Peter Brimelow is the founder of the white nationalist site VDare and a former editor at National Review. He was touring CPAC’s exhibition hall with his wife, Lydia, on Friday evening. This interview has been condensed and lightly edited for clarity.
What are your thoughts on the conference so far?
Peter Brimelow: I’ve only just gotten here, so I missed yesterday. My point of view is that the crowd is obviously pro-immigration reform. The organization, of course, is on the other side because it’s controlled by its donors. But the crowd is not, so that is great.
Were you satisfied by the amount of conversation on the main stage about immigration?
Of course not. We were just saying it should be the main issue and they should be having lots of panels and discussions on the different aspects. Instead they have one little room and it’s reportedly just on DACA. Well, that room was packed. Lydia was there. [Weekly Standard executive editor] Fred Barnes and the panel he was in were talking about the Trump effect. And when they got to immigration, the crowd that was there immediately started chanting “Build the Wall.” So there’s obviously tremendous enthusiasm on that issue, but it isn’t reflected by the leadership, which is typical of the Republican Party as a whole.
Some of the rhetoric seemed to focus mostly on illegal immigration. I saw a speech from Arkansas’ Attorney General Leslie Rutledge, for instance, where she was saying the wall had to be built, but also that Republicans aren’t anti-immigrant; they want people to come in legally through “the light of day.” Obviously, this is not satisfying to you.
They’re still in that phase, that’s right, but the president is not. I mean, he rightly mentioned chain migration, I saw. I watched that this morning before I came here. So he’s moved the ball quite a long way in his own weird fashion.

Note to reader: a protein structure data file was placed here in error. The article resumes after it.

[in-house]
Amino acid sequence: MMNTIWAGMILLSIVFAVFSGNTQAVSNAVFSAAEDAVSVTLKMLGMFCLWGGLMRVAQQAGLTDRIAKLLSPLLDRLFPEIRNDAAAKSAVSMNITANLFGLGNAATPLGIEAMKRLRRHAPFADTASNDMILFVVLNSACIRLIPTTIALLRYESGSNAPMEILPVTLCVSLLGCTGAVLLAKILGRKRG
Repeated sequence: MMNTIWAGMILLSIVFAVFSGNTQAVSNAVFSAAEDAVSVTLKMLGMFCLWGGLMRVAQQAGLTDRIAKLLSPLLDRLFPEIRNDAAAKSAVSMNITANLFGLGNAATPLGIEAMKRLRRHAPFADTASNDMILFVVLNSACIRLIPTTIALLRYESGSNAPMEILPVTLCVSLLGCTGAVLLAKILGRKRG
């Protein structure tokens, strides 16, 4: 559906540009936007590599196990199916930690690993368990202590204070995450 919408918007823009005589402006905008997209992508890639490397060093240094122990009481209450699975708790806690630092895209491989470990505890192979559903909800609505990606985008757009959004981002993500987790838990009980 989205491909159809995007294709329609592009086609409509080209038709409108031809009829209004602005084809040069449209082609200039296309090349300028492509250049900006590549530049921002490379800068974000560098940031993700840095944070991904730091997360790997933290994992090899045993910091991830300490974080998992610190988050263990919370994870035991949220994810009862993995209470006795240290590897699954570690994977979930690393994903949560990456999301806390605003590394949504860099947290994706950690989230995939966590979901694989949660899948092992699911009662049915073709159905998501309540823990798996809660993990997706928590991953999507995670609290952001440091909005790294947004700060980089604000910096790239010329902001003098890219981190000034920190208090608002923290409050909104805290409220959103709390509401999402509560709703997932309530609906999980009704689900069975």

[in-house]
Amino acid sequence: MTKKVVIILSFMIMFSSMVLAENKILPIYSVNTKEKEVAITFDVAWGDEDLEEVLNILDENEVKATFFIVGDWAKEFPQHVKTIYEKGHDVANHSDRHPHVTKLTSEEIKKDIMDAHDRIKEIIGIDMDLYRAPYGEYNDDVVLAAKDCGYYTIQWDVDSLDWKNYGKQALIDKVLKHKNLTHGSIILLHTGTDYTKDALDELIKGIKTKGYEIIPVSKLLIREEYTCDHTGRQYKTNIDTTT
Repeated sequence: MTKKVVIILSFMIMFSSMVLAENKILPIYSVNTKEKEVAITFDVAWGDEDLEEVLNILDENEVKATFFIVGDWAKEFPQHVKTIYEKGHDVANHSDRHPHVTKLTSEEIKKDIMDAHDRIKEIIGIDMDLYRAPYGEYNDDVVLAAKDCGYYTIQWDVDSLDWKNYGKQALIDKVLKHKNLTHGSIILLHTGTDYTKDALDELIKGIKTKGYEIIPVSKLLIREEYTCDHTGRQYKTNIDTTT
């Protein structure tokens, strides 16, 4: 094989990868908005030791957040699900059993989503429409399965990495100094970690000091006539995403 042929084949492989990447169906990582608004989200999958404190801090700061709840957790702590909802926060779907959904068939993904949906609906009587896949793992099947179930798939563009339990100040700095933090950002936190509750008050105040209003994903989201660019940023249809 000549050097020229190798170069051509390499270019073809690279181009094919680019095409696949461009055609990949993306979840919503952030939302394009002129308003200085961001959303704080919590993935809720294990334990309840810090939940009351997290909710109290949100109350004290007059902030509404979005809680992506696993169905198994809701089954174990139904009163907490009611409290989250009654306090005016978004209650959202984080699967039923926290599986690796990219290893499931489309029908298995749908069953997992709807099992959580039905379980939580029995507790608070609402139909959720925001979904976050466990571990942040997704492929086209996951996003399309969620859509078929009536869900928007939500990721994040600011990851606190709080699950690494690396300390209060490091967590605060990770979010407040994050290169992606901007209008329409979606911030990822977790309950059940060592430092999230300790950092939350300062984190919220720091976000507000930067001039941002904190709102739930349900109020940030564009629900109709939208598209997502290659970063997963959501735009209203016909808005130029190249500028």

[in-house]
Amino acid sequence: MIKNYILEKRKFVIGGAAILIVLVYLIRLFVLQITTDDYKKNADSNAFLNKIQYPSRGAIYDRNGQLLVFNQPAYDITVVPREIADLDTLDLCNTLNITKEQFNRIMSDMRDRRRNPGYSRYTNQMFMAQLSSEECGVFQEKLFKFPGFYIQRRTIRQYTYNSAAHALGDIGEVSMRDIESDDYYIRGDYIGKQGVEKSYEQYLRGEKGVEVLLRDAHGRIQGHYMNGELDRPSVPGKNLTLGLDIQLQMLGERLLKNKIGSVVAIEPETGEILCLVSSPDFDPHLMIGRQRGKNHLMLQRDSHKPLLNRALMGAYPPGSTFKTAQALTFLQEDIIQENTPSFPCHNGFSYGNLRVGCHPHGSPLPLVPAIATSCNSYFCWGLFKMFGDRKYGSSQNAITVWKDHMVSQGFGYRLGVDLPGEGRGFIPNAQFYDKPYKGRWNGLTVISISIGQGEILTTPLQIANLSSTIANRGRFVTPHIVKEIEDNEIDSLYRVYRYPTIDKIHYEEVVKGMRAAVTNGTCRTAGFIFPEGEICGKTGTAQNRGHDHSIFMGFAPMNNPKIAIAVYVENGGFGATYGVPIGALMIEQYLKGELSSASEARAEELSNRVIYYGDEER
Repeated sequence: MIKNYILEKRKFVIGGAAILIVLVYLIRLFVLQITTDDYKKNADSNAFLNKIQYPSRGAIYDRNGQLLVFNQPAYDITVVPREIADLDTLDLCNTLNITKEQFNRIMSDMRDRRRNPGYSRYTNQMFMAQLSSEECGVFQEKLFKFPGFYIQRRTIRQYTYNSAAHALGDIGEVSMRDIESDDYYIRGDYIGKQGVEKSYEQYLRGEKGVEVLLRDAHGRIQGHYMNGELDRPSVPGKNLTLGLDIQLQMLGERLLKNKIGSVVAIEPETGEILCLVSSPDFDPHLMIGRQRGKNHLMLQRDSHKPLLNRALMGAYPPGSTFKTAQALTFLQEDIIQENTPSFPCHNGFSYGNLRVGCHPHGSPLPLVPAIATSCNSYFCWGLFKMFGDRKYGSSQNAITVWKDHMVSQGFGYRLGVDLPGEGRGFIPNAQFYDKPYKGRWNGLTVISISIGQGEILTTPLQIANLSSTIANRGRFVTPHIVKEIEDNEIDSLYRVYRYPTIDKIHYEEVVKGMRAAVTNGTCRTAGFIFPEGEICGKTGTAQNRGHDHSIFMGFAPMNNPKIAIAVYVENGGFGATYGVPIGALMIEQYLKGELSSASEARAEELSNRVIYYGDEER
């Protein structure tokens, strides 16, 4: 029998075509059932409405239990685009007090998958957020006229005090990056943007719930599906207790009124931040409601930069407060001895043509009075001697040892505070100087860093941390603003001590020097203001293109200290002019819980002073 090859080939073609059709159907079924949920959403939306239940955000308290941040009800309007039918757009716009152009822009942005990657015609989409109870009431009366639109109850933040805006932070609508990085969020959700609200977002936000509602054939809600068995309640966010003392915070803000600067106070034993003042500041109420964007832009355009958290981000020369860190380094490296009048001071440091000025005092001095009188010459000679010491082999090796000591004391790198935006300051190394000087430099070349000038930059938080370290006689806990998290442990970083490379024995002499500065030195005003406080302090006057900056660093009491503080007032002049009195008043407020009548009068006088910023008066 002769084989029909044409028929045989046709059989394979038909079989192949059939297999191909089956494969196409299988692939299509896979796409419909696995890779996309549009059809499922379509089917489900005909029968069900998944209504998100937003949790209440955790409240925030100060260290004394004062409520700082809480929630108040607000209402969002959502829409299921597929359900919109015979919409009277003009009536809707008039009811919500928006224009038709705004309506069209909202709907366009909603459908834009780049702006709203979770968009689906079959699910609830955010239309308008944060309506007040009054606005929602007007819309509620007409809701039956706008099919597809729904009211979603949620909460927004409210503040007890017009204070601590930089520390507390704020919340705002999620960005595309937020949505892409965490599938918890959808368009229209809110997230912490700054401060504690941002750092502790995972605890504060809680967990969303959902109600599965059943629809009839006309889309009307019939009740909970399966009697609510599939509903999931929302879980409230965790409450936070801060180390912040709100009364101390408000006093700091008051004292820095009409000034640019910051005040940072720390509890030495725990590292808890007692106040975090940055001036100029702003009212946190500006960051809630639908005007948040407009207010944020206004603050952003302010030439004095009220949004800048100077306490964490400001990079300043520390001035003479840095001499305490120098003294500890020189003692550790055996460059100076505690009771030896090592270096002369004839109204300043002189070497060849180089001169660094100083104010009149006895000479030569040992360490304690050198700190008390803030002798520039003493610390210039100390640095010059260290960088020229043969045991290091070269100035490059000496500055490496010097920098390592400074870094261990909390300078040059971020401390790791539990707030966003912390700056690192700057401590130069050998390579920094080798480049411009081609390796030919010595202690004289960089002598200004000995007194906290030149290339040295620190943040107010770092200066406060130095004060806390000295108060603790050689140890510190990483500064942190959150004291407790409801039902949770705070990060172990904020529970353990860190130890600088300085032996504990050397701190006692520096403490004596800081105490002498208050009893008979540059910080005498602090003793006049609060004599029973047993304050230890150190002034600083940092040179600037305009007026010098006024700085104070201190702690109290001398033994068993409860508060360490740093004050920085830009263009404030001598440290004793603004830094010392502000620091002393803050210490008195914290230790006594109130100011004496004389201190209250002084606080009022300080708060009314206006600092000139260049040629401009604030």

What label would you use to describe your views at this point?
In what sense?
I’d say you’re a white nationalist.
Our position is that VDare is a forum site. That we will publish any view as long as they’re critical of the [Immigration and Naturalization Act of 1965]. Personally, I would regard myself as a civic nationalist.
Yeah, my heart is with civic nationalism, but my head is with racial nationalism. Because I think that’s the way things are going—I think the country is precipitating out on racial lines. Don’t you?
That’s what the Trump voter seems to indicate. That’s an implicit white vote.
Well, yes, racial solidarity was implicitly important to many whites that voted for Trump.
People have experimented with the term identitarian and that kind of thing.
That’s more popular in Europe. In France.
I was quite happy being a paleoconservative. But we were driven out of that name because it became associated too much with hyper-Catholicism* and social conservatism. And that’s why Richard [Spencer] didn’t like it and he invented the alt-right. Now we’re sort of driven out of that because it’s too associated with him. [Former National Review columnist] John Derbyshire has a long essay on the site saying we should describe ourselves as “dissident right.” In other words, the Republican establishment is obviously corrupt. I like “right opposition” from my days arguing with student Marxists in England.
Lydia Brimelow: We’re still working on it.
*Correction, Feb. 24, 2018: “Hyper-Catholicism” was initially mistranscribed as “hyperconservatism.”